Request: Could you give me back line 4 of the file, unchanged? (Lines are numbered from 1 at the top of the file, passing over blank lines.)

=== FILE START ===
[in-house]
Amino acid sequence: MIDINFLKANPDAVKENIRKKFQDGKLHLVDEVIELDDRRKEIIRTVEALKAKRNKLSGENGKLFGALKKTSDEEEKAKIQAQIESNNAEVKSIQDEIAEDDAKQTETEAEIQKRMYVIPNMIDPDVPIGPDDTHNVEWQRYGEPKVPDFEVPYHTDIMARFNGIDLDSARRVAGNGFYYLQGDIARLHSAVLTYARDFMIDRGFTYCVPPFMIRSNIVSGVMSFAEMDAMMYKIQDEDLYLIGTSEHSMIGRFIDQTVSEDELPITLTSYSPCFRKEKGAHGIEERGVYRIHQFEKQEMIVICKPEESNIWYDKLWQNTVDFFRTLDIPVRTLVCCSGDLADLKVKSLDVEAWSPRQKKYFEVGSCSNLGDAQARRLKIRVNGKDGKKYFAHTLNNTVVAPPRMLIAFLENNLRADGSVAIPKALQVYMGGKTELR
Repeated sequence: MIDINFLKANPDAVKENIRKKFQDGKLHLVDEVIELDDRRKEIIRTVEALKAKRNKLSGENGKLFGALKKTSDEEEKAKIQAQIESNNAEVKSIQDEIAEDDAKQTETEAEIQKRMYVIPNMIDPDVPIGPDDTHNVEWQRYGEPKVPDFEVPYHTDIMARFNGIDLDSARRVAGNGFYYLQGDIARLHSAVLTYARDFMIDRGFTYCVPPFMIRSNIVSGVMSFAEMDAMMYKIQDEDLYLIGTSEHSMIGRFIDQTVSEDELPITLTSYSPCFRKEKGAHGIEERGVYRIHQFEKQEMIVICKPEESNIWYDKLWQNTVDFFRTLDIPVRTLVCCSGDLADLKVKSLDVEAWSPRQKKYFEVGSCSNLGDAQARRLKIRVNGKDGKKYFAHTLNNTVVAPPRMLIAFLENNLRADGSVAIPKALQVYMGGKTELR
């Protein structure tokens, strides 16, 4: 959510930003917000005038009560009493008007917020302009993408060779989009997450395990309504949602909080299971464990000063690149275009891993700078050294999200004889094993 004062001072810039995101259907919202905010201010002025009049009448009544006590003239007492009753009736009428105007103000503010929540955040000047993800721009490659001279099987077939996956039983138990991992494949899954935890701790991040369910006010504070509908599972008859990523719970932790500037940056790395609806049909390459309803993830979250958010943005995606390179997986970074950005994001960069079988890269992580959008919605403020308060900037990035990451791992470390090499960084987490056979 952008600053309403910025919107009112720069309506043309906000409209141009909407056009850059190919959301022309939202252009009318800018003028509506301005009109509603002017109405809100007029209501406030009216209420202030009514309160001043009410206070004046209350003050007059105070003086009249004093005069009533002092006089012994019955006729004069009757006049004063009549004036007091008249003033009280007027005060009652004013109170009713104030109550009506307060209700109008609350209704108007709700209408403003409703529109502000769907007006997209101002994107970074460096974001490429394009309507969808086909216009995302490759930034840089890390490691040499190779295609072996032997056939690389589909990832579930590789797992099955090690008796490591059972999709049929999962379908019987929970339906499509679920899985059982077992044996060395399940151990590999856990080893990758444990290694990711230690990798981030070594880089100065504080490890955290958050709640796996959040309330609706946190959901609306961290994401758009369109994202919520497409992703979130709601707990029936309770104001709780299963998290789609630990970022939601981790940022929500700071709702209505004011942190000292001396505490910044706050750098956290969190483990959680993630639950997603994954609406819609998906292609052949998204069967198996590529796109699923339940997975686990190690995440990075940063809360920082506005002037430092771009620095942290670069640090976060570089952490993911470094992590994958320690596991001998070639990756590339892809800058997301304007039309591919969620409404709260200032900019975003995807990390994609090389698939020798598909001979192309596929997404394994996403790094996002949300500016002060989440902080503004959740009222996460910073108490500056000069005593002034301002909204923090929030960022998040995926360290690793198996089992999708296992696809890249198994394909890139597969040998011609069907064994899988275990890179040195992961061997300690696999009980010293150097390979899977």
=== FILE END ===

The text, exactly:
């Protein structure tokens, strides 16, 4: 959510930003917000005038009560009493008007917020302009993408060779989009997450395990309504949602909080299971464990000063690149275009891993700078050294999200004889094993 004062001072810039995101259907919202905010201010002025009049009448009544006590003239007492009753009736009428105007103000503010929540955040000047993800721009490659001279099987077939996956039983138990991992494949899954935890701790991040369910006010504070509908599972008859990523719970932790500037940056790395609806049909390459309803993830979250958010943005995606390179997986970074950005994001960069079988890269992580959008919605403020308060900037990035990451791992470390090499960084987490056979 952008600053309403910025919107009112720069309506043309906000409209141009909407056009850059190919959301022309939202252009009318800018003028509506301005009109509603002017109405809100007029209501406030009216209420202030009514309160001043009410206070004046209350003050007059105070003086009249004093005069009533002092006089012994019955006729004069009757006049004063009549004036007091008249003033009280007027005060009652004013109170009713104030109550009506307060209700109008609350209704108007709700209408403003409703529109502000769907007006997209101002994107970074460096974001490429394009309507969808086909216009995302490759930034840089890390490691040499190779295609072996032997056939690389589909990832579930590789797992099955090690008796490591059972999709049929999962379908019987929970339906499509679920899985059982077992044996060395399940151990590999856990080893990758444990290694990711230690990798981030070594880089100065504080490890955290958050709640796996959040309330609706946190959901609306961290994401758009369109994202919520497409992703979130709601707990029936309770104001709780299963998290789609630990970022939601981790940022929500700071709702209505004011942190000292001396505490910044706050750098956290969190483990959680993630639950997603994954609406819609998906292609052949998204069967198996590529796109699923339940997975686990190690995440990075940063809360920082506005002037430092771009620095942290670069640090976060570089952490993911470094992590994958320690596991001998070639990756590339892809800058997301304007039309591919969620409404709260200032900019975003995807990390994609090389698939020798598909001979192309596929997404394994996403790094996002949300500016002060989440902080503004959740009222996460910073108490500056000069005593002034301002909204923090929030960022998040995926360290690793198996089992999708296992696809890249198994394909890139597969040998011609069907064994899988275990890179040195992961061997300690696999009980010293150097390979899977």